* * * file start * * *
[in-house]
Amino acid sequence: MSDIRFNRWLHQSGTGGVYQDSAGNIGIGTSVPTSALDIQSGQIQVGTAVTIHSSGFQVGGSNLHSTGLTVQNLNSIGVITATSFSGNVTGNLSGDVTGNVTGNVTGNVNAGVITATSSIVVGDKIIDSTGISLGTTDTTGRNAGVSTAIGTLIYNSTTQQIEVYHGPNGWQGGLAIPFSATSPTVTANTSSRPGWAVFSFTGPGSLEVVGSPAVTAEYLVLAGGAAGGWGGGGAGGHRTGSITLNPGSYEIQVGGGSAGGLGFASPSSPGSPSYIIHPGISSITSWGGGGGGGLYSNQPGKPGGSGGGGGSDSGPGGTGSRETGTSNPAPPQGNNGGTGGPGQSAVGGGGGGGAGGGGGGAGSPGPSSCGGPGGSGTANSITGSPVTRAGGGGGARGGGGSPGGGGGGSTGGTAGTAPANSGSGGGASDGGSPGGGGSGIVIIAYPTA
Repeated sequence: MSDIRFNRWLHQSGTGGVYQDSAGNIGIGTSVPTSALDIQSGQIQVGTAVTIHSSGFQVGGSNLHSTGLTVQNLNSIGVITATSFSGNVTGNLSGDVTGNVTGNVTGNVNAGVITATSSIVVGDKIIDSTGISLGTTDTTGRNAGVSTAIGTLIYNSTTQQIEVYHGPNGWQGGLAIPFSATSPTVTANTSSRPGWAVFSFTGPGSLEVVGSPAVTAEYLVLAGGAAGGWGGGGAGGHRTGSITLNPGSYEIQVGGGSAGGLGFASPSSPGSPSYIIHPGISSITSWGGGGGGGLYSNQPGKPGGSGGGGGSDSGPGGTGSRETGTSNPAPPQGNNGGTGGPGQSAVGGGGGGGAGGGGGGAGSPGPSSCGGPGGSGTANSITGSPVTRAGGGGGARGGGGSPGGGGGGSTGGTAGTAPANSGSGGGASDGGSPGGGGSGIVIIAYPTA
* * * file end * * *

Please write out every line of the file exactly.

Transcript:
[in-house]
Amino acid sequence: MSDIRFNRWLHQSGTGGVYQDSAGNIGIGTSVPTSALDIQSGQIQVGTAVTIHSSGFQVGGSNLHSTGLTVQNLNSIGVITATSFSGNVTGNLSGDVTGNVTGNVTGNVNAGVITATSSIVVGDKIIDSTGISLGTTDTTGRNAGVSTAIGTLIYNSTTQQIEVYHGPNGWQGGLAIPFSATSPTVTANTSSRPGWAVFSFTGPGSLEVVGSPAVTAEYLVLAGGAAGGWGGGGAGGHRTGSITLNPGSYEIQVGGGSAGGLGFASPSSPGSPSYIIHPGISSITSWGGGGGGGLYSNQPGKPGGSGGGGGSDSGPGGTGSRETGTSNPAPPQGNNGGTGGPGQSAVGGGGGGGAGGGGGGAGSPGPSSCGGPGGSGTANSITGSPVTRAGGGGGARGGGGSPGGGGGGSTGGTAGTAPANSGSGGGASDGGSPGGGGSGIVIIAYPTA
Repeated sequence: MSDIRFNRWLHQSGTGGVYQDSAGNIGIGTSVPTSALDIQSGQIQVGTAVTIHSSGFQVGGSNLHSTGLTVQNLNSIGVITATSFSGNVTGNLSGDVTGNVTGNVTGNVNAGVITATSSIVVGDKIIDSTGISLGTTDTTGRNAGVSTAIGTLIYNSTTQQIEVYHGPNGWQGGLAIPFSATSPTVTANTSSRPGWAVFSFTGPGSLEVVGSPAVTAEYLVLAGGAAGGWGGGGAGGHRTGSITLNPGSYEIQVGGGSAGGLGFASPSSPGSPSYIIHPGISSITSWGGGGGGGLYSNQPGKPGGSGGGGGSDSGPGGTGSRETGTSNPAPPQGNNGGTGGPGQSAVGGGGGGGAGGGGGGAGSPGPSSCGGPGGSGTANSITGSPVTRAGGGGGARGGGGSPGGGGGGSTGGTAGTAPANSGSGGGASDGGSPGGGGSGIVIIAYPTA